YDS: The Clare Spark Blog

July 8, 2011

Is Glenn Beck an antisemite?

Isaac D'Israeli, Dizzy's Jewish papa

In this blog, I recount a controversy that has erupted on a H-Net discussion group devoted to the history of antisemitism, but that has, in my view, degenerated into a quarrel between leftists and imaginary “rightists” or neocons. The following message of mine, stimulated several responses that I answer in the second part of this blog essay. I do not identify list members by name here.

[My first (recent) message to the group:]

“List member X is convinced that Glenn Beck is an antisemite, and objects to my recent blog questioning that judgment. In my own  mind, I was challenging the common belief (and shared by the editors of Wikipedia) that if one is born “a Jew” then it follows as the night follows the day that one is indeed “a Jew.” That is a racist assumption that is shared by some scholars (who should know better), and ignores the lack of Jewish self-identification of many “Jews” on the hard left or on the social democratic left. Surely, in a list that is devoted to the history of antisemitism, this notion (the shedding of Jewish identity) should not be surprising. To remind X and others, those persons of Jewish ancestry who joined the Stalinist Left or other left factions, switched their primary identification from that of their ancestors to that of the international proletariat, or if Maoists, included peasants in that category. So what makes these persons Jewish? It has been well-documented that in Russia, where antisemitism was horrific, one strategy to preserve one’s life and rise in the social scale was to join the Bolsheviks, distancing oneself from the poor Jews who were embracing Zionism as a different means of escape.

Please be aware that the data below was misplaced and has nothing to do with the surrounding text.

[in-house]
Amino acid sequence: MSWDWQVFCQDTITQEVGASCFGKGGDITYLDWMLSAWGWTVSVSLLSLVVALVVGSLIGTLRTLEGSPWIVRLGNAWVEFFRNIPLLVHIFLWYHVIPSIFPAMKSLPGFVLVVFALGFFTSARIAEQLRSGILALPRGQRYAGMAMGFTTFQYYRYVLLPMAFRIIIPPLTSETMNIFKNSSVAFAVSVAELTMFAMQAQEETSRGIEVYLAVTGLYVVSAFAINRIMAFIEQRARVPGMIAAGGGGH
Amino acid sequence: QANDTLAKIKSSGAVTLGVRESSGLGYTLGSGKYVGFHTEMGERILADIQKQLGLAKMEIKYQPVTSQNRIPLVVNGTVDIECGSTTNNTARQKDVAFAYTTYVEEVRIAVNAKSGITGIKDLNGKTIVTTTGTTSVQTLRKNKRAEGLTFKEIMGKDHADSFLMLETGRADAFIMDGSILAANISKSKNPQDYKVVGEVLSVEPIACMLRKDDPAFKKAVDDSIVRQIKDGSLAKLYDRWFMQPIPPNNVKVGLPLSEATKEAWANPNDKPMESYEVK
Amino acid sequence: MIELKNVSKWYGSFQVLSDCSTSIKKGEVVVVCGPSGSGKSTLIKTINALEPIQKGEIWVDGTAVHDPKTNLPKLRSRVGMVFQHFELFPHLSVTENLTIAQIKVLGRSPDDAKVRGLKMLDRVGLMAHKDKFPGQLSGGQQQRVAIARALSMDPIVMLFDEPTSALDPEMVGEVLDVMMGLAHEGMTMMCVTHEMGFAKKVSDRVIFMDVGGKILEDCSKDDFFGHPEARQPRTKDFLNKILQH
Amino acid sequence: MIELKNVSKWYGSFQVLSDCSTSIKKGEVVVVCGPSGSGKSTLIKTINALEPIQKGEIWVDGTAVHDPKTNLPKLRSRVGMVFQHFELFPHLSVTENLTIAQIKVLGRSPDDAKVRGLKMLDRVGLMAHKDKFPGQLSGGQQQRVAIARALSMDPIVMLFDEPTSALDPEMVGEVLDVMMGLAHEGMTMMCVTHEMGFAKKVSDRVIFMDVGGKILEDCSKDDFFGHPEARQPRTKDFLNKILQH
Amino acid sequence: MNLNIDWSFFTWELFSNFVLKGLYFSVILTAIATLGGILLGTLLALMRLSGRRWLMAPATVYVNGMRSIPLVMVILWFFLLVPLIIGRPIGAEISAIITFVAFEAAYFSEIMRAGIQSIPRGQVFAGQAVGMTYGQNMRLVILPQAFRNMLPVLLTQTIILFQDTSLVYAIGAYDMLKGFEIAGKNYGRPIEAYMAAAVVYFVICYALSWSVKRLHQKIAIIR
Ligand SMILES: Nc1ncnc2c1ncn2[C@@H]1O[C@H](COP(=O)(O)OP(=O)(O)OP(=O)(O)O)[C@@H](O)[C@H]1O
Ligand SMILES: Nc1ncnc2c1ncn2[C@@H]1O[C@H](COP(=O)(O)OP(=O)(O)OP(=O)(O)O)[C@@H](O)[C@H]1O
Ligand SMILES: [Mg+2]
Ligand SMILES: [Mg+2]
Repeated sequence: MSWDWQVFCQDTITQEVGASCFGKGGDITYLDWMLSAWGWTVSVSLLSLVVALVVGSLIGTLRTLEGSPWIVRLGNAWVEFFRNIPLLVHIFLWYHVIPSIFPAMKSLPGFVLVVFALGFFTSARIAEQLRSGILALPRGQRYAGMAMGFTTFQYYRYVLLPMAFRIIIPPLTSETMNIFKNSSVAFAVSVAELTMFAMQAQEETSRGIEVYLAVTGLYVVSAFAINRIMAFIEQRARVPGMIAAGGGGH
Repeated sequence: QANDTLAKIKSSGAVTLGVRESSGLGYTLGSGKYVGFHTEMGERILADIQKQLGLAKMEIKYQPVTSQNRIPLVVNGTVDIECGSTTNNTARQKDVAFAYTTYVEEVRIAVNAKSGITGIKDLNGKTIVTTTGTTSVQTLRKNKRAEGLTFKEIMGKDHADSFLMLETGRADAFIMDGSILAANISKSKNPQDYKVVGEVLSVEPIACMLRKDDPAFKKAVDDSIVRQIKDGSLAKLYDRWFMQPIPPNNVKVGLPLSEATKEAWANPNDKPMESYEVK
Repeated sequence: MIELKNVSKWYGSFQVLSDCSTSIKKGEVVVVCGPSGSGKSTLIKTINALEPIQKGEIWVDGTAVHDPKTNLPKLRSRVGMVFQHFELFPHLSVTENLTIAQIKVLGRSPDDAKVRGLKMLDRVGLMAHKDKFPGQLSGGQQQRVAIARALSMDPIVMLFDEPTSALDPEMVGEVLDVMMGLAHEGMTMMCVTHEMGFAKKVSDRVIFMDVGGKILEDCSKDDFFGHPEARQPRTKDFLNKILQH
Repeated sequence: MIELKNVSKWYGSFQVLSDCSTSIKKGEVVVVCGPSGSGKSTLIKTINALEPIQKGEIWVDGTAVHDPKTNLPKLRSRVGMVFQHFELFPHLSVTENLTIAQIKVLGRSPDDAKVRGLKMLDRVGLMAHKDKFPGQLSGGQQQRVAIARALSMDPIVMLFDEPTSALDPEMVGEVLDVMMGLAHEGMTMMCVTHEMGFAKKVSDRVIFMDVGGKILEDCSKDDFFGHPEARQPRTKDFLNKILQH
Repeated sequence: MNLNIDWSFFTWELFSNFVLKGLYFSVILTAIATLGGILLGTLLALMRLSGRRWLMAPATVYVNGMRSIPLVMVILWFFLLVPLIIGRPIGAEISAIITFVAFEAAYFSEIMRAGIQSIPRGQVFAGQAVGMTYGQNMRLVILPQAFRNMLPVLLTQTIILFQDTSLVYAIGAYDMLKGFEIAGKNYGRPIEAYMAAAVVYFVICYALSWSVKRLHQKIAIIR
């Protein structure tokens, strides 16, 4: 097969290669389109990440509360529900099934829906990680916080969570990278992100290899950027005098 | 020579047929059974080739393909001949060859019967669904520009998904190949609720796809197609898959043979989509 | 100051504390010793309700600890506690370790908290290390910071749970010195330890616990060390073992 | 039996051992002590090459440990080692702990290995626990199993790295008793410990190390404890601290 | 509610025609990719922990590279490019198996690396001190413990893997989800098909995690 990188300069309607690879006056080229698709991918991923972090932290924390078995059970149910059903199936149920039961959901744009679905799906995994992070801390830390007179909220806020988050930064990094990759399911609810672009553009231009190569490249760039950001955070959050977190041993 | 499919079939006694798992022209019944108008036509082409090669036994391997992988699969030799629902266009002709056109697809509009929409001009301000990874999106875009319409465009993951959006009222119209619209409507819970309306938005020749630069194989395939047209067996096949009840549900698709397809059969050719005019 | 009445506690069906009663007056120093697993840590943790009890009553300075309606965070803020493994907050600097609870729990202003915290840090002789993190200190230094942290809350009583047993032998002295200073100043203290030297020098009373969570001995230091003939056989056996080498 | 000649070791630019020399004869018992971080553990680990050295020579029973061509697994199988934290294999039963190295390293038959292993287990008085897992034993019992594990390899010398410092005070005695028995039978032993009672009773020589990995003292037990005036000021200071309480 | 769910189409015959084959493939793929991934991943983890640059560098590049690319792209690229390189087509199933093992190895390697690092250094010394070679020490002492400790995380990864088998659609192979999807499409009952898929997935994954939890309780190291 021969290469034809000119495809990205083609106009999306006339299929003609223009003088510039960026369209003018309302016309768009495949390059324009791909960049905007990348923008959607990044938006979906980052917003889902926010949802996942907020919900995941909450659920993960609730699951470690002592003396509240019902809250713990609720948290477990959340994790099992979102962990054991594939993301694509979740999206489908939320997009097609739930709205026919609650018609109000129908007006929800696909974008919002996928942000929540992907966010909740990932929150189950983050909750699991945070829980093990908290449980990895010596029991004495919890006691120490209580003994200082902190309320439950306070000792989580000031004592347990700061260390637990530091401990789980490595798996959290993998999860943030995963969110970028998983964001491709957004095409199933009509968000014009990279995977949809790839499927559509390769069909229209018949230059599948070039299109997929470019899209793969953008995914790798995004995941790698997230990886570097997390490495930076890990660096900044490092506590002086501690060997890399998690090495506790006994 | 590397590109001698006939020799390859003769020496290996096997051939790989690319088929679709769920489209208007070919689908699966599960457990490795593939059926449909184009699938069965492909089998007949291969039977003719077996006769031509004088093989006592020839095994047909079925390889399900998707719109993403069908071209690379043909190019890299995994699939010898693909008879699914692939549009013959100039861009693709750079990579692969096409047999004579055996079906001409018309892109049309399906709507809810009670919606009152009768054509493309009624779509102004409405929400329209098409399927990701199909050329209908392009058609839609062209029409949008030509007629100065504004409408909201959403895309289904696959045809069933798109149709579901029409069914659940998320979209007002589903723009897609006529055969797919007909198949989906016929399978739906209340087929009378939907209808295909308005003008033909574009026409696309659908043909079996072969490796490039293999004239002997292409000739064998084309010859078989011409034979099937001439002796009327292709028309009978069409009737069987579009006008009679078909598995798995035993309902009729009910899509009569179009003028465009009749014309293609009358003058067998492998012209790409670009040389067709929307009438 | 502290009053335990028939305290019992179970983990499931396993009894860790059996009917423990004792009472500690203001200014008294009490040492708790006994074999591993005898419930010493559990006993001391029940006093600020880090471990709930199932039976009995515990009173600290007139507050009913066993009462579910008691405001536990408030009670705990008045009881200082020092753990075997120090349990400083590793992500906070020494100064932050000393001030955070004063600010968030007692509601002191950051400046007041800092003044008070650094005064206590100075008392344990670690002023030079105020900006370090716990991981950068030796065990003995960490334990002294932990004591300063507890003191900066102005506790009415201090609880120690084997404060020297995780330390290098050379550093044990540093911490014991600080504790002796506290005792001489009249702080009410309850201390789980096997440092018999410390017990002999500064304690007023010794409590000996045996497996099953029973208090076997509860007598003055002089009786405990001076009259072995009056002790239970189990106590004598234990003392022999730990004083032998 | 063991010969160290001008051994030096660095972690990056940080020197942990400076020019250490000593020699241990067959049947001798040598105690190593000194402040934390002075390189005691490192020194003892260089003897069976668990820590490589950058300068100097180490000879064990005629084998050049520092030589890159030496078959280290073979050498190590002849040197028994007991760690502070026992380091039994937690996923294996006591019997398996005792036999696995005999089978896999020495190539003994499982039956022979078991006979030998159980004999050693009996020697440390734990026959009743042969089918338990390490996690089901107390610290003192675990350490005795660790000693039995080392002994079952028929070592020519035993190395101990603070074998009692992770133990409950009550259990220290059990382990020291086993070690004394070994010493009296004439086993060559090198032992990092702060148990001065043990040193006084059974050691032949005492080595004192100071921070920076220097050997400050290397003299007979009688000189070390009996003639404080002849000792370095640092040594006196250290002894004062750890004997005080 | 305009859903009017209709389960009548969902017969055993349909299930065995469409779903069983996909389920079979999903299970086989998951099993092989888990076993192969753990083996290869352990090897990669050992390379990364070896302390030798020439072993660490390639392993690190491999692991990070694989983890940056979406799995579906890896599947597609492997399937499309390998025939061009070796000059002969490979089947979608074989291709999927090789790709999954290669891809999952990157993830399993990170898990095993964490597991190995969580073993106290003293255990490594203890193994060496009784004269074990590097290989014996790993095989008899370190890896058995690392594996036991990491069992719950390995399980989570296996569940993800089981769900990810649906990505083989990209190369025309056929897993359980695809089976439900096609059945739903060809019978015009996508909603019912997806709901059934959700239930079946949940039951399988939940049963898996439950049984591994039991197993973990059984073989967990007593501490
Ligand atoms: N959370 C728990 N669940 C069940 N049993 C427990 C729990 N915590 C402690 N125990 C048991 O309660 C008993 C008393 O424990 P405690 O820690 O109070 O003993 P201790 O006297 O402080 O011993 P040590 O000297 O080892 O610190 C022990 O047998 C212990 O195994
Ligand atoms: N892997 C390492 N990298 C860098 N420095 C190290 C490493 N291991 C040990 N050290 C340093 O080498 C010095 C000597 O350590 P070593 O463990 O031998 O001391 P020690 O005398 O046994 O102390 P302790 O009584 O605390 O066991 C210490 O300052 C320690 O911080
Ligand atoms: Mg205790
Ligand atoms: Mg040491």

Glenn Beck is first and foremost a populist. Like other populists, he rails against the money power. Whether or not he consciously equates the money power with the International Jew (as did Henry Ford and before that, J. A. Hobson) I cannot tell. But his stand against the Flotilla to Gaza, and his declared willingness to” stand with Israel” against her enemies does suggest to Dr. Barry Rubin, as well to other public intellectuals, that Beck is at least pro-Israel.

In my blog, http://clarespark.com/2010/02/20/the-glenn-beck-problem/, I noted that Beck was wrong about Walter Lippmann, and  that he had replicated Chomsky’s famous take-down of Lippmann. I also linked him to the most organic conservatives on the Right today.

Finally, I request that we recall that definitions of antisemitism, overt or covert, change according to the particular historical context. There may be latent or implicit antisemitism (as in populist rhetoric), rhetorical antisemitism, political antisemitism (pogroms, expulsion, the Shoah), or false philosemitism (the approval of Good Jews versus Bad Jews: http://clarespark.com/2010/11/16/good-jews-bad-jews-and-wandering-jews/). I would appreciate seeing precise and contextualized judgments of what is and what is not antisemitic conduct. [End first message]

This blog prompted several responses, which I answered here:

I  am not sure that list members Q, R, and S  have understood my last message, with which they either find fault or reiterate somewhat. I am answering them here, because I want to clear up any misunderstandings about my own position. In this expanded one, I will make the following assertions: